Scot Walker '90 June 19, 2017 9:45 AM updated: June 20, 2017 2:55 PM
A 1983 Texas A&M graduate runs through a hail of gunfire in Iraq to rescue a young girl in a dramatic video online.
'I thought, "If I die doing this, my wife and kids would understand,"' David Eubank '83 told the Los Angeles Times after the video circulated worldwide via the internet.
Eubank is a 1983 political science graduate of Texas A&M and the founder of Free Burma Rangers, a Christian-based aid organization formed to help displaced people in Burma after a series of Burma Army offensives in 1997 forced more than 100,000 people to flee their homes.
In 2015, Free Burma Rangers changed its focus to start helping victims of the Islamic State in Iraq and Syria.
In the Los Angeles Times interview, Eubank described the situation leading up to the rescue caught in the video. Eubank said he saw many bodies, including women, children and the elderly, scattered over a street in Mosul, near a destroyed factory:
All had been shot, he said, by Islamic State snipers cutting down those fleeing the hell their neighborhood had become as Iraqi forces fought to dislodge the jihadists from their so-called Iraqi capital.
Then, in the distance, Eubank noticed movement among a group of corpses clustered before a wall pocked by bullets: A half-naked toddler stumbled over the bodies; a girl of about 5 peeked from under the hijab of her dead mother; propped up against the wall, a wounded man waved for help.
The sniper fire continued, and the survivors were 150 yards away. Eubank and some Iraqi troops quickly came up with a plan: Eubank would try to rescue the girl.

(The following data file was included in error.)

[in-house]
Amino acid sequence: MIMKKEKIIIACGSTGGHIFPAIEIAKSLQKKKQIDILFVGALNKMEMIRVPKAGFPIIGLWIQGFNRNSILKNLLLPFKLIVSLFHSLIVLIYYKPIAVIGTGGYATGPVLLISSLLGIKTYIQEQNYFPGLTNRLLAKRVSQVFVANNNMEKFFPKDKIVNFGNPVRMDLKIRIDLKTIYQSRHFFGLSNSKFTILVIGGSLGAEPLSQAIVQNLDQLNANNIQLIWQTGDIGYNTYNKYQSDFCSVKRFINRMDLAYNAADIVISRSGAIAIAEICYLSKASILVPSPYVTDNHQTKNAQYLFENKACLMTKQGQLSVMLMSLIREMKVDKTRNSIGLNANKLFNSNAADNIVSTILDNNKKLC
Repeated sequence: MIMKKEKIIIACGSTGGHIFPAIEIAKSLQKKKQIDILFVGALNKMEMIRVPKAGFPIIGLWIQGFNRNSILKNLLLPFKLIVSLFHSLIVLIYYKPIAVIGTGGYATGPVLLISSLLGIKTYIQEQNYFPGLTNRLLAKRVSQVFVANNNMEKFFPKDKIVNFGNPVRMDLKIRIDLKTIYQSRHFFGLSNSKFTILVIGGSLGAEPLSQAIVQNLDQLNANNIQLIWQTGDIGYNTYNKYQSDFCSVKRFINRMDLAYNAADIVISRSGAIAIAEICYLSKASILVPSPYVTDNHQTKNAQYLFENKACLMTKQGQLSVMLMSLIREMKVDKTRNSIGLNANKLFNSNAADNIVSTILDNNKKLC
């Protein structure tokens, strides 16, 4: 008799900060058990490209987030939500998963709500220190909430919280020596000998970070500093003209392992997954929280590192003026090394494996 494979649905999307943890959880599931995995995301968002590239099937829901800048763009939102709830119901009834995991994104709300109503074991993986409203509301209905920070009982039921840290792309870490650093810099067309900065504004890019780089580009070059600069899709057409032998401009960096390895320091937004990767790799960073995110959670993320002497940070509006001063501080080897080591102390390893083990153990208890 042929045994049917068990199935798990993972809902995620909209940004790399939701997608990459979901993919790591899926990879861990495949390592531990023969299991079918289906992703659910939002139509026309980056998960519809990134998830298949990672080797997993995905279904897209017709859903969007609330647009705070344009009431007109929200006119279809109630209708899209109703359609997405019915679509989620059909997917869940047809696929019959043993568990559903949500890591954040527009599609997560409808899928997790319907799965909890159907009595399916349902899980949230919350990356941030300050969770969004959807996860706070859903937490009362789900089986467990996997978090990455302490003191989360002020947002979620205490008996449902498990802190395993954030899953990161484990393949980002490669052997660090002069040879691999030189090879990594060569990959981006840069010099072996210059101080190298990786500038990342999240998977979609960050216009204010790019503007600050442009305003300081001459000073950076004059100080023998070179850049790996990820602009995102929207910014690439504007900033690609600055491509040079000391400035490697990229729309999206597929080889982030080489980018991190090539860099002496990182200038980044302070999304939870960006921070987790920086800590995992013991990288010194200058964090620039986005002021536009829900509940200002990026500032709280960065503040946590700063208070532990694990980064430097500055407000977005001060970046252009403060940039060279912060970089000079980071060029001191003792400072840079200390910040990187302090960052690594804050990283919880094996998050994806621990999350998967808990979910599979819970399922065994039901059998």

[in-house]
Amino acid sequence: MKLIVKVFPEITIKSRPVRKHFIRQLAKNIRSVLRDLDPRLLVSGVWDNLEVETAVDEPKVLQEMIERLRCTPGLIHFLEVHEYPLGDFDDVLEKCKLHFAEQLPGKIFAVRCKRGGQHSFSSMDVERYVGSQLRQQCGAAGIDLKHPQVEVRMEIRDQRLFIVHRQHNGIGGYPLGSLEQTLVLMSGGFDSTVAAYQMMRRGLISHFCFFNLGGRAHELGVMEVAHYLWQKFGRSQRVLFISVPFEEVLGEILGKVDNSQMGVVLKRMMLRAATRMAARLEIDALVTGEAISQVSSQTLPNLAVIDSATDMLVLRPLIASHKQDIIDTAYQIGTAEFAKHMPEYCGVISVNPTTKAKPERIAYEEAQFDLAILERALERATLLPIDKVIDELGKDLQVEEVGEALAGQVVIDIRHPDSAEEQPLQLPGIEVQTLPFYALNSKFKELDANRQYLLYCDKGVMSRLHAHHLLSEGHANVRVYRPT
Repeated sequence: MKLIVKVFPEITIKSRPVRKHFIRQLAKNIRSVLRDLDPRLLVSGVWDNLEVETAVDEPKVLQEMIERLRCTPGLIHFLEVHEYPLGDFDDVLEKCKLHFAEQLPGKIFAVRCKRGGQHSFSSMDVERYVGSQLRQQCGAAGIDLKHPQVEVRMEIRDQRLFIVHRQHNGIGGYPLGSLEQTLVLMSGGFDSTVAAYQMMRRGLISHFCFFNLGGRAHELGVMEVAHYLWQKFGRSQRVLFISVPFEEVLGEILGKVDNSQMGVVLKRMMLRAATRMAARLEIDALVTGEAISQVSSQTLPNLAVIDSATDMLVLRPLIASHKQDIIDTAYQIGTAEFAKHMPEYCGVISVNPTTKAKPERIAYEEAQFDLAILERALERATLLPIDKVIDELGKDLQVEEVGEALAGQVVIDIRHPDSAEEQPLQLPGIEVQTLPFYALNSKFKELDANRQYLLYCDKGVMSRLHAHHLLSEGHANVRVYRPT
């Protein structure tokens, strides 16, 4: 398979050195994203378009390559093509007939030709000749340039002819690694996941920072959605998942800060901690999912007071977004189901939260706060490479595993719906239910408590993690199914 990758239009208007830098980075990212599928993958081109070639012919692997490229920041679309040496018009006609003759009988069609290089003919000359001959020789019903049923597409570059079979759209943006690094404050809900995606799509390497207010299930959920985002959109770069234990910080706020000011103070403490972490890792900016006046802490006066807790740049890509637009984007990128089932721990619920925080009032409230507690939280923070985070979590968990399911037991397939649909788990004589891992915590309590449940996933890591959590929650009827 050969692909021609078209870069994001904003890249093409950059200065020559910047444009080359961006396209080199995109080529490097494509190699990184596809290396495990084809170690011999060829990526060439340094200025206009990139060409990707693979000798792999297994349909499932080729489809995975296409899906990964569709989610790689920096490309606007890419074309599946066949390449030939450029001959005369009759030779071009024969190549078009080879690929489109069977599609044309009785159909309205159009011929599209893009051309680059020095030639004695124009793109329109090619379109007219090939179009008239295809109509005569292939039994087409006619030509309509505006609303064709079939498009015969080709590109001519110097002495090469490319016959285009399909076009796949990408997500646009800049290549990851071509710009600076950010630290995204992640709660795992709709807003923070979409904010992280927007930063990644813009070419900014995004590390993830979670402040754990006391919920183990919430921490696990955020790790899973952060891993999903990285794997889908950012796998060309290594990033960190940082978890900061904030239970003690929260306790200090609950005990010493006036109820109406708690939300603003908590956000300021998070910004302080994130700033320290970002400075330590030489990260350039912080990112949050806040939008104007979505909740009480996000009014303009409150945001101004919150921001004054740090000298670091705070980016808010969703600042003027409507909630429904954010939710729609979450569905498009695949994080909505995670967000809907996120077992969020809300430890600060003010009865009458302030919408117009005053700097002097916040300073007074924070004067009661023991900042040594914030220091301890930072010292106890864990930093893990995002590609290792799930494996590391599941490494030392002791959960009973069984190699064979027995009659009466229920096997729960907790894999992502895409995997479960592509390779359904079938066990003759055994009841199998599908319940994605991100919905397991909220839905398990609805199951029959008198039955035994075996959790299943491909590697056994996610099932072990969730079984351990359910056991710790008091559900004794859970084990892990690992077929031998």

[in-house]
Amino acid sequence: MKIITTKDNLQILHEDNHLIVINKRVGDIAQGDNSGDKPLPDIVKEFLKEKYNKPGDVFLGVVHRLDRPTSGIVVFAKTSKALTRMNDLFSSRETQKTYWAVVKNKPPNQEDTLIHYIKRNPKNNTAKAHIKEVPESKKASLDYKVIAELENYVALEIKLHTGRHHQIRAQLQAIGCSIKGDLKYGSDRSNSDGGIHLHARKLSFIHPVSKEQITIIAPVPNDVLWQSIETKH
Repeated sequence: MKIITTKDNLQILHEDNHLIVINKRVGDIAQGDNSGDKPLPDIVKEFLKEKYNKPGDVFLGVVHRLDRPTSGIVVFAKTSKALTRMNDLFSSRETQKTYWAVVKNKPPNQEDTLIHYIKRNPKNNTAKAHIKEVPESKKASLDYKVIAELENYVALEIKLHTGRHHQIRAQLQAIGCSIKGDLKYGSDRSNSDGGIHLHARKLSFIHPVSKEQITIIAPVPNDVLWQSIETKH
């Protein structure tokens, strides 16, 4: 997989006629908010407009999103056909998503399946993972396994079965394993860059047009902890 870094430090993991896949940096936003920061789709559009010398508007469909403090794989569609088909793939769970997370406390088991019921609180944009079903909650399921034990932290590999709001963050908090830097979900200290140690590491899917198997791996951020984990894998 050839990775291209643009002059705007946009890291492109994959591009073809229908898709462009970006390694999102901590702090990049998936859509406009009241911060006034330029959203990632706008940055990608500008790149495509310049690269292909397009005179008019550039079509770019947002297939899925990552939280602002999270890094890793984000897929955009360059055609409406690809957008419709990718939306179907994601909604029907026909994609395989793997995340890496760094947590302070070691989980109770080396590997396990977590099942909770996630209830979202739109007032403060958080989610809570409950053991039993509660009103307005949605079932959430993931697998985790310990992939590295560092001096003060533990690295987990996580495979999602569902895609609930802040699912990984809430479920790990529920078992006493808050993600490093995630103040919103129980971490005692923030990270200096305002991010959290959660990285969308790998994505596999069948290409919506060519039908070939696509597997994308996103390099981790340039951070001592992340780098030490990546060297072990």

The Iraqi troops Eubank was embedded with coordinated with the U.S.-led coalition to drop smoke canisters to shield the rescuers from the snipers’ view. Eubank and others crept up on foot behind an advancing tank, bullets pinging all around them as they got closer to the wounded civilians.
“Then the Americans dropped the biggest barrage, the most perfect wall of smoke I’d ever seen,” Eubank said.
His team was yards away from the girl, and there still “was shooting everywhere.” But it was now or never.
As clouds from the smoke canisters swirl about, he prepares to dash from behind the tank to save the girl. He’s wearing a helmet and a bullet-proof vest over a black T-shirt.
He runs out as his colleagues, armed with machine guns, give covering fire. He scoops up the girl with his right arm, stumbling as he runs back. He’s gone and back in 12 seconds.
Eubank is the son of missionaries, and the son and grandson of Aggies.
“Since I was a child, I only planned to be an Aggie,” Eubank told Texas Aggie magazine for a story in 2012. He received a ROTC scholarship and he started at A&M in 1979. He was in Company I-1 and became a brigade commander his senior year.
Eubank served 10 years in the Army, as a recon platoon leader in Panama, a platoon leader in the 2nd Ranger battalion and then a detachment commander in a Special Forces group.
“A&M gave me a comprehensive education and the Corps taught me how to be both a good follower and a good leader,” Eubank said. “The adversity one faces in the Corps is great preparation for any challenge. I have always thought—well, that is not as tough as fish year!”
The entire Eubank family--Dave, Karen, and their children, Sahale, Suuzanne and Peter--works together in Iraq, just as they did in Burma (pictured above). “Although people would say it’s dangerous,” Karen Eubank told the L.A. Times, the work “brings meaning.”